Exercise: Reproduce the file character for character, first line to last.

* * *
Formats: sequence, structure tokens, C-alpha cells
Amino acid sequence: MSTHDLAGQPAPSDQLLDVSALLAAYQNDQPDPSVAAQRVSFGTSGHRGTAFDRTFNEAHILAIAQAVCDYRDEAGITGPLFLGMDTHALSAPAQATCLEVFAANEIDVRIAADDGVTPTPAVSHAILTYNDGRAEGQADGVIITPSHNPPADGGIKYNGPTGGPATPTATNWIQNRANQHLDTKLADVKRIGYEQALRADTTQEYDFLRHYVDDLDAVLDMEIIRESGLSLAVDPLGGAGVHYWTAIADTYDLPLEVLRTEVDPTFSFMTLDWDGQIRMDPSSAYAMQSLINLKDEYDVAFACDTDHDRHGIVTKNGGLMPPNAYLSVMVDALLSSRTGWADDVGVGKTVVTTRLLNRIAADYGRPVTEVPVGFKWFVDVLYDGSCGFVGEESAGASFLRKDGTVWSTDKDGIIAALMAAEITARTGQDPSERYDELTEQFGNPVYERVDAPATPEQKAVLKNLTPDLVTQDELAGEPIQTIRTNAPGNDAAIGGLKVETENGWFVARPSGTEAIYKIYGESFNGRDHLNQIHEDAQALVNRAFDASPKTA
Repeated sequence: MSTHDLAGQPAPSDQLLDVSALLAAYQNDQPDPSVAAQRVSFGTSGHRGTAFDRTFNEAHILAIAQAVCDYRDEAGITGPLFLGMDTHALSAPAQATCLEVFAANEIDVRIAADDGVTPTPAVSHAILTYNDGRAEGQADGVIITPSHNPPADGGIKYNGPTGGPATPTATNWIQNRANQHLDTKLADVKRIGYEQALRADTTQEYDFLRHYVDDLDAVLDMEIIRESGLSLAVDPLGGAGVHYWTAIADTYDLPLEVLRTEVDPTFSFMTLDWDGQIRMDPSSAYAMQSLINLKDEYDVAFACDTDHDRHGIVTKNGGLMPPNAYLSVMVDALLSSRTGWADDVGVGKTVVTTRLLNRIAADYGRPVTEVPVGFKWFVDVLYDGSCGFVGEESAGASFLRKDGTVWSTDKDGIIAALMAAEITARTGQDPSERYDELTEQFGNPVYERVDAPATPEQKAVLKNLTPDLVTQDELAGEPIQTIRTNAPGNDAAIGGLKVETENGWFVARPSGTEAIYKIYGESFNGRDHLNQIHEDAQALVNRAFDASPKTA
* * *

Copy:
Formats: sequence, structure tokens, C-alpha cells
Amino acid sequence: MSTHDLAGQPAPSDQLLDVSALLAAYQNDQPDPSVAAQRVSFGTSGHRGTAFDRTFNEAHILAIAQAVCDYRDEAGITGPLFLGMDTHALSAPAQATCLEVFAANEIDVRIAADDGVTPTPAVSHAILTYNDGRAEGQADGVIITPSHNPPADGGIKYNGPTGGPATPTATNWIQNRANQHLDTKLADVKRIGYEQALRADTTQEYDFLRHYVDDLDAVLDMEIIRESGLSLAVDPLGGAGVHYWTAIADTYDLPLEVLRTEVDPTFSFMTLDWDGQIRMDPSSAYAMQSLINLKDEYDVAFACDTDHDRHGIVTKNGGLMPPNAYLSVMVDALLSSRTGWADDVGVGKTVVTTRLLNRIAADYGRPVTEVPVGFKWFVDVLYDGSCGFVGEESAGASFLRKDGTVWSTDKDGIIAALMAAEITARTGQDPSERYDELTEQFGNPVYERVDAPATPEQKAVLKNLTPDLVTQDELAGEPIQTIRTNAPGNDAAIGGLKVETENGWFVARPSGTEAIYKIYGESFNGRDHLNQIHEDAQALVNRAFDASPKTA
Repeated sequence: MSTHDLAGQPAPSDQLLDVSALLAAYQNDQPDPSVAAQRVSFGTSGHRGTAFDRTFNEAHILAIAQAVCDYRDEAGITGPLFLGMDTHALSAPAQATCLEVFAANEIDVRIAADDGVTPTPAVSHAILTYNDGRAEGQADGVIITPSHNPPADGGIKYNGPTGGPATPTATNWIQNRANQHLDTKLADVKRIGYEQALRADTTQEYDFLRHYVDDLDAVLDMEIIRESGLSLAVDPLGGAGVHYWTAIADTYDLPLEVLRTEVDPTFSFMTLDWDGQIRMDPSSAYAMQSLINLKDEYDVAFACDTDHDRHGIVTKNGGLMPPNAYLSVMVDALLSSRTGWADDVGVGKTVVTTRLLNRIAADYGRPVTEVPVGFKWFVDVLYDGSCGFVGEESAGASFLRKDGTVWSTDKDGIIAALMAAEITARTGQDPSERYDELTEQFGNPVYERVDAPATPEQKAVLKNLTPDLVTQDELAGEPIQTIRTNAPGNDAAIGGLKVETENGWFVARPSGTEAIYKIYGESFNGRDHLNQIHEDAQALVNRAFDASPKTA